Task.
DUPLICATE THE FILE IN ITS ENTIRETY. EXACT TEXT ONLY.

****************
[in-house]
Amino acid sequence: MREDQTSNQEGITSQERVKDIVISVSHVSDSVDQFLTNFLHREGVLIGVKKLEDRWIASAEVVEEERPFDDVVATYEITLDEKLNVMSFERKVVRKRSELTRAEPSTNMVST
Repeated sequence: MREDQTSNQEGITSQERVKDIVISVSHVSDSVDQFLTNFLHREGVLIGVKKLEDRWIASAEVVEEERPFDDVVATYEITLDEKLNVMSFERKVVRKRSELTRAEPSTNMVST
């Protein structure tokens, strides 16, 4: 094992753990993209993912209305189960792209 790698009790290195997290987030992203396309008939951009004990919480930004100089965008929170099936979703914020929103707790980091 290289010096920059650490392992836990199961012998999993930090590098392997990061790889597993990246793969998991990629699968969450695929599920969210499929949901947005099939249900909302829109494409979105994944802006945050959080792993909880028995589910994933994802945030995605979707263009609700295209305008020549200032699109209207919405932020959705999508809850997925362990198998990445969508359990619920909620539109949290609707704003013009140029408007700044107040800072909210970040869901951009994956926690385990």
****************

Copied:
[in-house]
Amino acid sequence: MREDQTSNQEGITSQERVKDIVISVSHVSDSVDQFLTNFLHREGVLIGVKKLEDRWIASAEVVEEERPFDDVVATYEITLDEKLNVMSFERKVVRKRSELTRAEPSTNMVST
Repeated sequence: MREDQTSNQEGITSQERVKDIVISVSHVSDSVDQFLTNFLHREGVLIGVKKLEDRWIASAEVVEEERPFDDVVATYEITLDEKLNVMSFERKVVRKRSELTRAEPSTNMVST
């Protein structure tokens, strides 16, 4: 094992753990993209993912209305189960792209 790698009790290195997290987030992203396309008939951009004990919480930004100089965008929170099936979703914020929103707790980091 290289010096920059650490392992836990199961012998999993930090590098392997990061790889597993990246793969998991990629699968969450695929599920969210499929949901947005099939249900909302829109494409979105994944802006945050959080792993909880028995589910994933994802945030995605979707263009609700295209305008020549200032699109209207919405932020959705999508809850997925362990198998990445969508359990619920909620539109949290609707704003013009140029408007700044107040800072909210970040869901951009994956926690385990």